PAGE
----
This website is specifically dedicated to strategies for learning pragmatics (i.e., how we convey meaning through communication) in Spanish. The site explores various elements related to pragmatics such as communicative acts*, politeness, and conversational dynamics. Prior to entering any of the modules, we encourage you to explore the appropriate link above (For Student Learners , For Teachers, For Researchers). Enjoy your journey!
The Introduction To Pragmatics module is recommended as a starting point for all users. This introductory unit provides background information necessary for comprehension of the subsequent units that focus on communicative acts and pragmatic features of the Spanish language. Upon completion of this introductory unit, the modules may be completed in any order.
Each of the modules below will guide you through a specific communicative act or pragmatic feature of the Spanish language. As you move through the modules, you will note that some require more advanced language skills or focus on different pragmatic features (e.g., interaction, politeness). If you need help identifying the modules which best fit your interests or language skills, please visit What's My Level?.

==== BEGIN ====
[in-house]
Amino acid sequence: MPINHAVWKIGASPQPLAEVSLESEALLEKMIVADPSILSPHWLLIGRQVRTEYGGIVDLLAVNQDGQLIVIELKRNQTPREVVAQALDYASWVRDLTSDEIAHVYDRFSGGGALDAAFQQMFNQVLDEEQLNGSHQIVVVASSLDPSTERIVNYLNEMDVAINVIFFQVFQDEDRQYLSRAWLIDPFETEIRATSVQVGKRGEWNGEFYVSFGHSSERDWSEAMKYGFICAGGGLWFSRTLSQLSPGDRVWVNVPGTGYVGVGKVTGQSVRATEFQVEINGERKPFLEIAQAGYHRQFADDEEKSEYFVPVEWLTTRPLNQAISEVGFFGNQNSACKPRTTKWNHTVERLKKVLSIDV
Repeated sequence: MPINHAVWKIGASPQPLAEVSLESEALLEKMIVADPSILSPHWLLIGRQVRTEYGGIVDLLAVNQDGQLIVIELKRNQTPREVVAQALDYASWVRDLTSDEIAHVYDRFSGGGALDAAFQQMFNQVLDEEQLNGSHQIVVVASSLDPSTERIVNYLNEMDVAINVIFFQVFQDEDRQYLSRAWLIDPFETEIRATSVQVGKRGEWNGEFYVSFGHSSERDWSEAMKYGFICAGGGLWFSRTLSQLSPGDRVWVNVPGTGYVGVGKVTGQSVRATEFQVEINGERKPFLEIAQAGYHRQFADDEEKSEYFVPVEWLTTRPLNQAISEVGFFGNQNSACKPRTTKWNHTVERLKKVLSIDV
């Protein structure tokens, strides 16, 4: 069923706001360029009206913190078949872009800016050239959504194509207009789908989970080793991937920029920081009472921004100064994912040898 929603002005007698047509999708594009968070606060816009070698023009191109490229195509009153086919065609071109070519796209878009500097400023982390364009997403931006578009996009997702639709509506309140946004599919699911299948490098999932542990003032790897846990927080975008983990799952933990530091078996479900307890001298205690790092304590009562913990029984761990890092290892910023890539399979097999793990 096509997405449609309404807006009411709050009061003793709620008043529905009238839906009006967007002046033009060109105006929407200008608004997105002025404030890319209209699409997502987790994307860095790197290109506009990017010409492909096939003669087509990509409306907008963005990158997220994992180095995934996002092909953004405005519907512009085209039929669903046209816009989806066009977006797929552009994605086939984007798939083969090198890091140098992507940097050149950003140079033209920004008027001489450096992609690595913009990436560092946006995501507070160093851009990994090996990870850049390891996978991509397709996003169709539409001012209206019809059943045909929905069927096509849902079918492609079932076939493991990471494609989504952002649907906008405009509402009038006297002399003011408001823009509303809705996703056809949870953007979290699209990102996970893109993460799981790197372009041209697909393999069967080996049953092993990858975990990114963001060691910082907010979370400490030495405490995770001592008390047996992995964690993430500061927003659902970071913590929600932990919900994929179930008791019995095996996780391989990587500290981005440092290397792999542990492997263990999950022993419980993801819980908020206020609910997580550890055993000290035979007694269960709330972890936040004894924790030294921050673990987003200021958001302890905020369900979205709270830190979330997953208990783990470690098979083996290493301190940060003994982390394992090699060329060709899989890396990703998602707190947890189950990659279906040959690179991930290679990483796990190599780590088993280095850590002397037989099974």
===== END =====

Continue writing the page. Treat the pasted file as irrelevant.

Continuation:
Federal funding through the Center for Advanced Research on Language Acquisition (CARLA) at the University of Minnesota provided the necessary resources for the development of this site. It is a continuation of a parallel project completed in Japanese. More information, as well as an annotated bibliography, can be found at the CARLA Speech Act Website and through links on the summary page of each module. Should you have questions or encounter any technical difficulties as you move through the website, you may always contact us through the CONTACT INFORMATION link at the bottom of each page or by e-mailing us at firstname.lastname@example.org.
*Note: The technical term for communicative acts is speech acts. However, for the purposes of this site, we will use the term communicative acts to convey a comprehensive view that includes verbal and non-verbal pragmatic features of language.